BETHESDA, Md. (WJZ) — A startling discovery: vials of the deadly disease smallpox—found right here in Maryland! It happened on the campus of the National Institutes of Health in Bethesda.
Meghan McCorkell has more on how they were found.
Both the FBI and the CDC are investigating how those forgotten vials of smallpox ended up in a Maryland lab.
Behind the doors of the National Institutes of Health, a shocking discovery was made inside a cardboard box in a storage room: six glass tubes marked “Variola,” the scientific name for smallpox. An FDA researcher found the deadly pathogen.
“It was shocking. We think of smallpox as being limited to two labs in the entire world,” said Dr. Joshua Sharfstein, Maryland Health Secretary.
The vials have been taken to a high-containment facility in Georgia.
In a statement, officials at the NIH say, “There is no evidence that any of the vials labeled variola have been breached and onsite biosafety personnel have not identified any infectious exposure risk to lab workers or the public.”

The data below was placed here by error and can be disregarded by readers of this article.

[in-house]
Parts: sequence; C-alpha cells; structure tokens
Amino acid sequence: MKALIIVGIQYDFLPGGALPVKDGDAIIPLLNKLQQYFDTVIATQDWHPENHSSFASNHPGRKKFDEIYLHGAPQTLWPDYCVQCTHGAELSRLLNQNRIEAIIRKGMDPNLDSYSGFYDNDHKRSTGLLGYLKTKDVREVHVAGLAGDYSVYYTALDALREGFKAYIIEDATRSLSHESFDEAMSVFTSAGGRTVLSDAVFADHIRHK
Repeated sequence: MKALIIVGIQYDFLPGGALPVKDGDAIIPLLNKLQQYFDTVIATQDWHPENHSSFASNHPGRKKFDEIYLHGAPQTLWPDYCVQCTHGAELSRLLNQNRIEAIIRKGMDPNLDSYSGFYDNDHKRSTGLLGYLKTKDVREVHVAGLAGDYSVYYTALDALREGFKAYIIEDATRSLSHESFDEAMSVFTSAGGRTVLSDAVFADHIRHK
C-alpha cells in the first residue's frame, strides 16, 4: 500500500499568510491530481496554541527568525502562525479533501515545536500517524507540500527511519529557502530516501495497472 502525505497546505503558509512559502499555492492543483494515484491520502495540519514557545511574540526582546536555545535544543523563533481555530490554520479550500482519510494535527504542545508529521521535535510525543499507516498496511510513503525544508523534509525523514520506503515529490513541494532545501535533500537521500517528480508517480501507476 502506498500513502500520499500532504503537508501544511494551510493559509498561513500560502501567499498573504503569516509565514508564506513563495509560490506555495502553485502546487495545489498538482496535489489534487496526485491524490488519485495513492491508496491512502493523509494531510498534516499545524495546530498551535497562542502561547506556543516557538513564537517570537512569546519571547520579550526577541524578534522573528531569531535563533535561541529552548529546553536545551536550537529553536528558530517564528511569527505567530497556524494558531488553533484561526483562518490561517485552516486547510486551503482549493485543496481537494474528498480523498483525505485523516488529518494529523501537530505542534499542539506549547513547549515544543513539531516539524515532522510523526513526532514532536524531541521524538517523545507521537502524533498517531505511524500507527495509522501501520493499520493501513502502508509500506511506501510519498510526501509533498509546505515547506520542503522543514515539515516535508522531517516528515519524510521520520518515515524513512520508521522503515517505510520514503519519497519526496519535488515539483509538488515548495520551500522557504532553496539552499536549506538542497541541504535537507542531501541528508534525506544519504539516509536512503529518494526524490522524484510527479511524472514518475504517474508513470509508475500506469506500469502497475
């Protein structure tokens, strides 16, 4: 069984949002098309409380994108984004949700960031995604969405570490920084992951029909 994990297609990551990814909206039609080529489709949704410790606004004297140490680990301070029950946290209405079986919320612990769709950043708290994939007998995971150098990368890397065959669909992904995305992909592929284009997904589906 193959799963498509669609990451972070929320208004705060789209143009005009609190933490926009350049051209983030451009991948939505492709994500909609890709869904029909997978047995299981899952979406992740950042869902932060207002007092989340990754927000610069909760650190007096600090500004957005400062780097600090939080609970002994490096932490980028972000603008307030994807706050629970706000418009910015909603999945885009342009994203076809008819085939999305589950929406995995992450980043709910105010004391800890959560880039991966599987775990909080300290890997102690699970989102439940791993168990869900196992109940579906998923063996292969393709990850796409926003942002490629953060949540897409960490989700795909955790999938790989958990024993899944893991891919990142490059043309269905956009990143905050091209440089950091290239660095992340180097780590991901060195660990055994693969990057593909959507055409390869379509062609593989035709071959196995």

But Sharfstein says it’s not the end.
“There’s going to be an investigation into exactly how it got there, what happened, just in case there’s any reason to believe it could be anywhere else,” he said.
Smallpox is one of the deadliest diseases known to man, killing one out of every three people. The US stopped vaccinating for smallpox after it was eradicated in 1980.
Some says there needs to be more safeguards for these dangerous illnesses.
“To just find them lying around in a lab…I mean, someone is responsible,” said Dr. Michael Zimring, Mercy Medical Center.
The only two labs authorized to house smallpox are the CDC in Atlanta and another lab in Russia.
Health officials maintain the breach at the NIH poses no risk to the public.
Officials say the vials appear to date back to the 1950s. The last US cases of smallpox was reported in 1949.
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